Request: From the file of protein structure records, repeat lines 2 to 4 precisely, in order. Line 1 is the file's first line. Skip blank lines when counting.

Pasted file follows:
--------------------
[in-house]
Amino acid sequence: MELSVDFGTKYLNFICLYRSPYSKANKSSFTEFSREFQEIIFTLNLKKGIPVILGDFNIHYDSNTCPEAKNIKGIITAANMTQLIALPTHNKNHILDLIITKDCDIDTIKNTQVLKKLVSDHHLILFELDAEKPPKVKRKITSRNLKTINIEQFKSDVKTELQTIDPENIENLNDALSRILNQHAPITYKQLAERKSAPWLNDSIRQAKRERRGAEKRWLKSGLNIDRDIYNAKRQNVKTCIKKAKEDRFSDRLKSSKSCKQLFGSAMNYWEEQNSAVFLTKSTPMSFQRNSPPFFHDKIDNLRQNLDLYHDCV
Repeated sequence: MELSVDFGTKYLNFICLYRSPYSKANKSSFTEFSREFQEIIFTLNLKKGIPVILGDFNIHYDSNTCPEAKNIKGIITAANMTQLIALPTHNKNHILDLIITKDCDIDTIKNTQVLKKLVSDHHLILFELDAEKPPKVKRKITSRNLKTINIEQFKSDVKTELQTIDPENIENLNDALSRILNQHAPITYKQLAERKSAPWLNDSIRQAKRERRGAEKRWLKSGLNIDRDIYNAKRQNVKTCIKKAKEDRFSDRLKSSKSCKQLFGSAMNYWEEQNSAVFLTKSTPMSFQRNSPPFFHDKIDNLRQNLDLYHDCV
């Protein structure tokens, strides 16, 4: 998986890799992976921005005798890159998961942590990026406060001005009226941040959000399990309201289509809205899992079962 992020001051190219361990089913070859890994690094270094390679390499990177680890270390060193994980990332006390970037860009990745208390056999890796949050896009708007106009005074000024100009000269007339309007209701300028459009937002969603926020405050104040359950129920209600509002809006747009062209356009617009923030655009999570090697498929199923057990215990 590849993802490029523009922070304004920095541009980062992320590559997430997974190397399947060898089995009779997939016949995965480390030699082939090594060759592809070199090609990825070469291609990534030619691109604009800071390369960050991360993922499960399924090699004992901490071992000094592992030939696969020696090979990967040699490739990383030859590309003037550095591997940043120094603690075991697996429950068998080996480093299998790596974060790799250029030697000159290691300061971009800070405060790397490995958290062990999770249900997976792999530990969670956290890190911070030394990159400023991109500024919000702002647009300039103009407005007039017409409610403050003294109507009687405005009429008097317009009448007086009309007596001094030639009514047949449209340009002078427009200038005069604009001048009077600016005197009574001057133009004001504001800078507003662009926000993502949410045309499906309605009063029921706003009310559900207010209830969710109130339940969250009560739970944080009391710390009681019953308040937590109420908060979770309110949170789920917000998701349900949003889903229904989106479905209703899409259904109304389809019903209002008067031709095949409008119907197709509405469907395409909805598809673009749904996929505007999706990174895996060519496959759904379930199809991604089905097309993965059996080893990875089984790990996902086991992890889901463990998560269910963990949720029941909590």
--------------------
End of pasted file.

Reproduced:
Amino acid sequence: MELSVDFGTKYLNFICLYRSPYSKANKSSFTEFSREFQEIIFTLNLKKGIPVILGDFNIHYDSNTCPEAKNIKGIITAANMTQLIALPTHNKNHILDLIITKDCDIDTIKNTQVLKKLVSDHHLILFELDAEKPPKVKRKITSRNLKTINIEQFKSDVKTELQTIDPENIENLNDALSRILNQHAPITYKQLAERKSAPWLNDSIRQAKRERRGAEKRWLKSGLNIDRDIYNAKRQNVKTCIKKAKEDRFSDRLKSSKSCKQLFGSAMNYWEEQNSAVFLTKSTPMSFQRNSPPFFHDKIDNLRQNLDLYHDCV
Repeated sequence: MELSVDFGTKYLNFICLYRSPYSKANKSSFTEFSREFQEIIFTLNLKKGIPVILGDFNIHYDSNTCPEAKNIKGIITAANMTQLIALPTHNKNHILDLIITKDCDIDTIKNTQVLKKLVSDHHLILFELDAEKPPKVKRKITSRNLKTINIEQFKSDVKTELQTIDPENIENLNDALSRILNQHAPITYKQLAERKSAPWLNDSIRQAKRERRGAEKRWLKSGLNIDRDIYNAKRQNVKTCIKKAKEDRFSDRLKSSKSCKQLFGSAMNYWEEQNSAVFLTKSTPMSFQRNSPPFFHDKIDNLRQNLDLYHDCV
């Protein structure tokens, strides 16, 4: 998986890799992976921005005798890159998961942590990026406060001005009226941040959000399990309201289509809205899992079962 992020001051190219361990089913070859890994690094270094390679390499990177680890270390060193994980990332006390970037860009990745208390056999890796949050896009708007106009005074000024100009000269007339309007209701300028459009937002969603926020405050104040359950129920209600509002809006747009062209356009617009923030655009999570090697498929199923057990215990 590849993802490029523009922070304004920095541009980062992320590559997430997974190397399947060898089995009779997939016949995965480390030699082939090594060759592809070199090609990825070469291609990534030619691109604009800071390369960050991360993922499960399924090699004992901490071992000094592992030939696969020696090979990967040699490739990383030859590309003037550095591997940043120094603690075991697996429950068998080996480093299998790596974060790799250029030697000159290691300061971009800070405060790397490995958290062990999770249900997976792999530990969670956290890190911070030394990159400023991109500024919000702002647009300039103009407005007039017409409610403050003294109507009687405005009429008097317009009448007086009309007596001094030639009514047949449209340009002078427009200038005069604009001048009077600016005197009574001057133009004001504001800078507003662009926000993502949410045309499906309605009063029921706003009310559900207010209830969710109130339940969250009560739970944080009391710390009681019953308040937590109420908060979770309110949170789920917000998701349900949003889903229904989106479905209703899409259904109304389809019903209002008067031709095949409008119907197709509405469907395409909805598809673009749904996929505007999706990174895996060519496959759904379930199809991604089905097309993965059996080893990875089984790990996902086991992890889901463990998560269910963990949720029941909590």